Graphic Organizers: Not Just for Literacy

October 24, 2016

There is a shift occurring in how math is being taught. The focus is moving from computation to problem solving. Conceptual understanding, instead of memorization, is the goal teachers have for their students. With this shift comes a change in the instructional resources teachers need to use. Graphic organizers are a great way to help students “organize, record and communicate mathematical ideas” (Math TEKS 1.E).

 

The process standards that make up the first section of the math TEKS are consistent from kindergarten through high school. This vertical alignment highlights the importance of these crucial thinking skills. It is, however, much more difficult to represent the thinking process on paper rather than just the numerical answer. Graphic organizers are a tool that can help make student’s thinking more visible. Just as they are used to provide a structure for ideas during reading, graphic organizers can provide that same structure during math. Consider the following examples. A graphic structure can help students determine the order of steps or events in a problem. They can provide an easy way to compare and contrast concepts such as numbers or shapes. For example, a Venn diagram can be used to compare and contrast a rectangle and a square. This strategy not only helps students organize their thinking, but it also encourages them to analyze rectangles and squares at a deeper level. Finding and representing patterns becomes easier when information is presented in an organized way. Vocabulary for other content areas is often taught through the use of the Frayer model, so why not use it in math?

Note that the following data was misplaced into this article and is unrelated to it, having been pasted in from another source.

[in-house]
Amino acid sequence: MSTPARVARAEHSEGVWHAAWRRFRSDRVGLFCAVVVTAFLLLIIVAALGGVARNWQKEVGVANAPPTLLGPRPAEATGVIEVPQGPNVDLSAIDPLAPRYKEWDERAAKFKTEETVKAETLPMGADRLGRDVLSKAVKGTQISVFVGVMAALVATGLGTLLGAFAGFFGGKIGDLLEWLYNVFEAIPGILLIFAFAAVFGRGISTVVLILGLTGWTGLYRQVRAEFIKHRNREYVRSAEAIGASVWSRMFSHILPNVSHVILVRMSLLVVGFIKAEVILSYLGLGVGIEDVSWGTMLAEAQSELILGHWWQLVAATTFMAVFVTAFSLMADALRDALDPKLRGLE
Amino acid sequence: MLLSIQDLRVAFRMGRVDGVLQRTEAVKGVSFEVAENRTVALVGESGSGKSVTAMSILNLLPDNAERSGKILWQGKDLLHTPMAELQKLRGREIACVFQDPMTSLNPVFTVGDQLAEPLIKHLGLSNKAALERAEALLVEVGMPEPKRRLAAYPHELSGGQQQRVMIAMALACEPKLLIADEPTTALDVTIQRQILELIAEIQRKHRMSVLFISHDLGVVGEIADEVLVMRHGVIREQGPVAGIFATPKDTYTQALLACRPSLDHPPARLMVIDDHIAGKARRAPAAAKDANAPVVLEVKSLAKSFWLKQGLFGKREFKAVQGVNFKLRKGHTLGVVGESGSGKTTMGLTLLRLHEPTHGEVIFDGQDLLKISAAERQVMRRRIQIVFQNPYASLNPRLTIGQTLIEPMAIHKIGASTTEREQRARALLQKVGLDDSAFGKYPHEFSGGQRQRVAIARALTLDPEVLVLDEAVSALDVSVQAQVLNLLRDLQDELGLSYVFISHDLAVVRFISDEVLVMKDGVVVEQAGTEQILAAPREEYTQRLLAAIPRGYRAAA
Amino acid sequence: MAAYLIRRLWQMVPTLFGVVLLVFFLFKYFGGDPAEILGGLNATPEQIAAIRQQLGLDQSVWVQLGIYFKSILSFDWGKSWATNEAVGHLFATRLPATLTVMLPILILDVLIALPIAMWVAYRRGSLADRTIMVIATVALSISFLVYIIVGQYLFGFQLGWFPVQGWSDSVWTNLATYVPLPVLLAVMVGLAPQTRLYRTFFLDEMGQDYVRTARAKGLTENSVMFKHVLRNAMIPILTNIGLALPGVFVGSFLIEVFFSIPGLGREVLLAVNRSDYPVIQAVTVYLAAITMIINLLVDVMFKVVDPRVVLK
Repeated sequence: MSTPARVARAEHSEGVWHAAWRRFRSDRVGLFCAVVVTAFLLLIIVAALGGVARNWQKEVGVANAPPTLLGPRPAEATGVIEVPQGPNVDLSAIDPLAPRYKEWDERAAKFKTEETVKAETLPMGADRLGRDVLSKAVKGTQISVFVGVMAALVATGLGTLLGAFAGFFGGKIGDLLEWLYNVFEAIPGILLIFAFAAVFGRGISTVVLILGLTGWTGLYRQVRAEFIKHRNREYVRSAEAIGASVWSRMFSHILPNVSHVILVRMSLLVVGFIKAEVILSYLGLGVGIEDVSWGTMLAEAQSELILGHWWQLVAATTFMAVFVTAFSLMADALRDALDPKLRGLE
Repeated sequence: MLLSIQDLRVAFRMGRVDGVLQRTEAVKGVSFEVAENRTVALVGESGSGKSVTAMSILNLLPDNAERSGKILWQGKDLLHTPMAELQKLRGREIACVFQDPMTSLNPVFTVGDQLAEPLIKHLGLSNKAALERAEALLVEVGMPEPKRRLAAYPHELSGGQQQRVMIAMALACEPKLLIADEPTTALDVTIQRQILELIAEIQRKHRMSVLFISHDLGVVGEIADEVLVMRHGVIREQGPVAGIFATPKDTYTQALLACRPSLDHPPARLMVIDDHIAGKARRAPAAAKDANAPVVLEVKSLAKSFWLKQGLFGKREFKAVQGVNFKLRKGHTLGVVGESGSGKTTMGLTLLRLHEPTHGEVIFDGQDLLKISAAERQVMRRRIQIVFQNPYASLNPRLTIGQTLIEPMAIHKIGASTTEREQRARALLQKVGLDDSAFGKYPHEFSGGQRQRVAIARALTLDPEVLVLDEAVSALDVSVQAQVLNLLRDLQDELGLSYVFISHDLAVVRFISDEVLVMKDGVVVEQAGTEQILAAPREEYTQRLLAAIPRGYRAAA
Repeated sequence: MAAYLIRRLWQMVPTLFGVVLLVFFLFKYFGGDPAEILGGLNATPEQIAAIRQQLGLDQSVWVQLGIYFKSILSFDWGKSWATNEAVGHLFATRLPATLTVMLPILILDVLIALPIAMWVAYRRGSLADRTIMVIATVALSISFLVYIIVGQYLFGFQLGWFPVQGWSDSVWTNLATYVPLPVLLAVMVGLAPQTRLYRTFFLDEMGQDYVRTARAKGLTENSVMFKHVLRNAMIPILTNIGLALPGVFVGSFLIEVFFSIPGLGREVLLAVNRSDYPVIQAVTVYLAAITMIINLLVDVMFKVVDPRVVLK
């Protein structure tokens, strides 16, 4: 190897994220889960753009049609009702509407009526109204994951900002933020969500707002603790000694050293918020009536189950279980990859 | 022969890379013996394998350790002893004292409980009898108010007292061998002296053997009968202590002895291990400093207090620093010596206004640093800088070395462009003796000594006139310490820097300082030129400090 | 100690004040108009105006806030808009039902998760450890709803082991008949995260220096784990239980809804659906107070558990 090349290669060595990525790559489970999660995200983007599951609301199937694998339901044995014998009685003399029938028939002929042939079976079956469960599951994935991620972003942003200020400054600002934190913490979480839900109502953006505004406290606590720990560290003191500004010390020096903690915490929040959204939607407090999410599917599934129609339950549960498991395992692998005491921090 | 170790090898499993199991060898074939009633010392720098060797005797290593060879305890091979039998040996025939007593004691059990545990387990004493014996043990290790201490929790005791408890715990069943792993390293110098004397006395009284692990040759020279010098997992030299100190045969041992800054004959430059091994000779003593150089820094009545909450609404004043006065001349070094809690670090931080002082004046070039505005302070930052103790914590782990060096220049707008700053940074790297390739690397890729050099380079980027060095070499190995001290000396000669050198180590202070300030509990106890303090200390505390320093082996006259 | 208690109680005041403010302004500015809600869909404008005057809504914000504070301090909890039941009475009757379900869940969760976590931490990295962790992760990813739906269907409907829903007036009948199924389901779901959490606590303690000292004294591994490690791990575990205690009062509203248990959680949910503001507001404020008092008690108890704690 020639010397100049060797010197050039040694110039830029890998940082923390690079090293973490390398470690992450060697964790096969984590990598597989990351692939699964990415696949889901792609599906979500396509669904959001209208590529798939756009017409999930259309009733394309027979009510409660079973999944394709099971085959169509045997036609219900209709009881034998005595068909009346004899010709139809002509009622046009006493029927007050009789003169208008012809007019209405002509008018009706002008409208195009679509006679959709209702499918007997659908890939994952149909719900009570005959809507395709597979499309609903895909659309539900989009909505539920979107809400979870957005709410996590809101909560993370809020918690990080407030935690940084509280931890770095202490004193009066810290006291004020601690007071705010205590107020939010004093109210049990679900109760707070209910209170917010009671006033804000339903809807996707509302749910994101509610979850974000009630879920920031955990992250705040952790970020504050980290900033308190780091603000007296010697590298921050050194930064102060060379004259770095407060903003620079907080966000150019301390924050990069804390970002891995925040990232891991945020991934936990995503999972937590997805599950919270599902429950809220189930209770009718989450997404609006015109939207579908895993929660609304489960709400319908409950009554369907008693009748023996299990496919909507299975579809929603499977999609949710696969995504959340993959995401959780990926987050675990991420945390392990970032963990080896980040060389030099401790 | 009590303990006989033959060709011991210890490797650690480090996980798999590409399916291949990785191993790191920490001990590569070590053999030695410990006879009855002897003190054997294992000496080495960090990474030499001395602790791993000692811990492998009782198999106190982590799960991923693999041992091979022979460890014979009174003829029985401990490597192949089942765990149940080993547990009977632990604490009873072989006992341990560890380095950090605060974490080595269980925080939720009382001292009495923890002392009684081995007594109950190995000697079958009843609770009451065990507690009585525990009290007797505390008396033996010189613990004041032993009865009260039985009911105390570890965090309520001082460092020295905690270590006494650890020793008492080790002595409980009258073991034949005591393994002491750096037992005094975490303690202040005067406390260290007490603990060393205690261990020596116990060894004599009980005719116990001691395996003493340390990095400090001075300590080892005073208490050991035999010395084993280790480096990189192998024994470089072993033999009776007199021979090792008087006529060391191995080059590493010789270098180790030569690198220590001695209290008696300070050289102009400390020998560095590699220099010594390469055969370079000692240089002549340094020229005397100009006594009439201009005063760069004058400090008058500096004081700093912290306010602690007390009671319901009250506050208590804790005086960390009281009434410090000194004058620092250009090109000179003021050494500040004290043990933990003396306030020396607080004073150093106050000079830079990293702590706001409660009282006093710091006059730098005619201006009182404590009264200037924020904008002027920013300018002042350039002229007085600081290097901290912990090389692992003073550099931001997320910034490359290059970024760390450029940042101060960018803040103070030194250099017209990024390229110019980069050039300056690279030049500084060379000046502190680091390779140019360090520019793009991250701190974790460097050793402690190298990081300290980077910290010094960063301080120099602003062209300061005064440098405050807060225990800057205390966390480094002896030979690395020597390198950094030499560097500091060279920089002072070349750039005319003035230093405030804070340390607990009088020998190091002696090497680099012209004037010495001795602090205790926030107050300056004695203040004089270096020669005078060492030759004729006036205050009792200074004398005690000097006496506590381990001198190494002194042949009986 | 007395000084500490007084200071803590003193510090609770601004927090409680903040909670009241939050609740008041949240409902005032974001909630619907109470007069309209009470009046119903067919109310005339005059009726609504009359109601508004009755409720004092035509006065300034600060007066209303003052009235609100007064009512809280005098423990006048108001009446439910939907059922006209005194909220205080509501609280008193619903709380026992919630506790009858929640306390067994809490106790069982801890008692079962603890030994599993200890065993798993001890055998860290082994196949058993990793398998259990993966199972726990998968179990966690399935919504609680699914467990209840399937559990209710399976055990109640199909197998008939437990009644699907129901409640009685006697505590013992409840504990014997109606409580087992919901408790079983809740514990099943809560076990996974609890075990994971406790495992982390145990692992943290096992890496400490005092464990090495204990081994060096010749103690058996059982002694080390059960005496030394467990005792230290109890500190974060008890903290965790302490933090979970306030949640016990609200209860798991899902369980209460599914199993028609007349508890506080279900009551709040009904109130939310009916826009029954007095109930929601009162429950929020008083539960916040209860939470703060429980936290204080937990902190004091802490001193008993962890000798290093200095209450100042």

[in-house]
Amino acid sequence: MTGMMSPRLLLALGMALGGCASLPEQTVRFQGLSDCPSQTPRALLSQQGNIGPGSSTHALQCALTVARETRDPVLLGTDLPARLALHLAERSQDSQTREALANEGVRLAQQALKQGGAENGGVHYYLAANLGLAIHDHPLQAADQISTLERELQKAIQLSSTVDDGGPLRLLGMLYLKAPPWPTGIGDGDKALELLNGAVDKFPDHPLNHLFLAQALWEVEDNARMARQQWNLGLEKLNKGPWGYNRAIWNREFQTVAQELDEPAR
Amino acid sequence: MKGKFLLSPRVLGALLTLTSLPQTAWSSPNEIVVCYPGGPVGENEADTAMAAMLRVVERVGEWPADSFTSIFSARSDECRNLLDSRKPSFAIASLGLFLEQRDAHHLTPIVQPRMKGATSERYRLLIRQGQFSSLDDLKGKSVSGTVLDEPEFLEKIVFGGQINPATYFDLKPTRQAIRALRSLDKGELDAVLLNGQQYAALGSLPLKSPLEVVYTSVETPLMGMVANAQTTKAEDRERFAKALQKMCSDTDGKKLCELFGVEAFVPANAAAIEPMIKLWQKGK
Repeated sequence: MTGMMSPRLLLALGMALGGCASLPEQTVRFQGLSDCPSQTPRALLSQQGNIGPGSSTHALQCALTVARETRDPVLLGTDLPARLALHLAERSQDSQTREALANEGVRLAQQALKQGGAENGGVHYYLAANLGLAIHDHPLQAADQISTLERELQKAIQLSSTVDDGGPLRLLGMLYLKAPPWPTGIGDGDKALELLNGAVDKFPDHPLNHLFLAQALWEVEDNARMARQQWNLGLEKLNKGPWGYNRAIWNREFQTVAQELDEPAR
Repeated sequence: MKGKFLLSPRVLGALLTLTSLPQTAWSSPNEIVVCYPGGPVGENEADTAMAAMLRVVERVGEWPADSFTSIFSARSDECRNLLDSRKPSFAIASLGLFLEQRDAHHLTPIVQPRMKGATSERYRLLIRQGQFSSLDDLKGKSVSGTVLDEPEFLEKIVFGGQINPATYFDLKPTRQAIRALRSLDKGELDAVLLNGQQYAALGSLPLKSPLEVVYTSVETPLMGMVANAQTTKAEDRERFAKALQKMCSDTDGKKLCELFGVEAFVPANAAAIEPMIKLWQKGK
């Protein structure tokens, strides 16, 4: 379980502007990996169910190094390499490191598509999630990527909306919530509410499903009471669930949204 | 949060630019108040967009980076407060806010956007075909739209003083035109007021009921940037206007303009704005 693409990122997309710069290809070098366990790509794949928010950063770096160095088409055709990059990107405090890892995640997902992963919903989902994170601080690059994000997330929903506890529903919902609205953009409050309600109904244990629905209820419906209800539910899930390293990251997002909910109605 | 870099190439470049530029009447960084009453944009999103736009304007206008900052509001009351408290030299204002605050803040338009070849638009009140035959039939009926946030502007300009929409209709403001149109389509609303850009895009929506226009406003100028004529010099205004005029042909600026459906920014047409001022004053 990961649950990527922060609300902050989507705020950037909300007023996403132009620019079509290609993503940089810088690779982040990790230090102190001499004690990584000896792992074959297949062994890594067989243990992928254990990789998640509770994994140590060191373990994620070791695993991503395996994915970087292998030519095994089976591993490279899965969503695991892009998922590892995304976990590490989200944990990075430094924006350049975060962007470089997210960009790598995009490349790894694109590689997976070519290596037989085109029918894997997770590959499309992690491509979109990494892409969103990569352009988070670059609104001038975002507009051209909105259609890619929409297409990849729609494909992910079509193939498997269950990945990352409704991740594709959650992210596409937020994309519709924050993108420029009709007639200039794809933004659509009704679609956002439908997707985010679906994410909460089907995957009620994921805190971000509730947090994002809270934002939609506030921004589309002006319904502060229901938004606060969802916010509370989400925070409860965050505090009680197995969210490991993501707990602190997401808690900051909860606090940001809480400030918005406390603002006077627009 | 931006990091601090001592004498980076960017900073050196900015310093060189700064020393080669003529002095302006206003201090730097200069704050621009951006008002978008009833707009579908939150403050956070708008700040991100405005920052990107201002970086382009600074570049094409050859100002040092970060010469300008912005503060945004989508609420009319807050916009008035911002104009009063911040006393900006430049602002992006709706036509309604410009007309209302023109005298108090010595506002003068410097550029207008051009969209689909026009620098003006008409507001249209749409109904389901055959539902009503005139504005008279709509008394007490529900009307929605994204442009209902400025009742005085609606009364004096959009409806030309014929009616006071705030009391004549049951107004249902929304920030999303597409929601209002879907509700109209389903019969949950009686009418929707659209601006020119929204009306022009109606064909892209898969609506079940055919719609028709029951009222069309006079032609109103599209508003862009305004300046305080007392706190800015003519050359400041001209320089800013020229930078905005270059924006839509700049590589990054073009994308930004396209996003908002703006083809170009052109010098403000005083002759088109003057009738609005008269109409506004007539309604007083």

Using graphic organizers as a pedagogical tool in both literacy and math shows students that they can represent their thinking regardless of the content area. It supports both teacher and student in the transition from product to process.

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Training Spotlight

1st-3rd grade educators worked together to learn engaging ways to develop number sense. Students will develop fact fluency while playing games that use their number sense strategies. By learning their facts in this way, students are not merely memorizing, but rather learning to work with numbers flexibly.  “Low achievers are often low achievers not because they know less but because they don’t use numbers flexibly – they have been set on the wrong path, often from an early age, of trying to memorize methods instead of interacting with numbers flexibly.” Jo Boaler,  Stanford University, 2009

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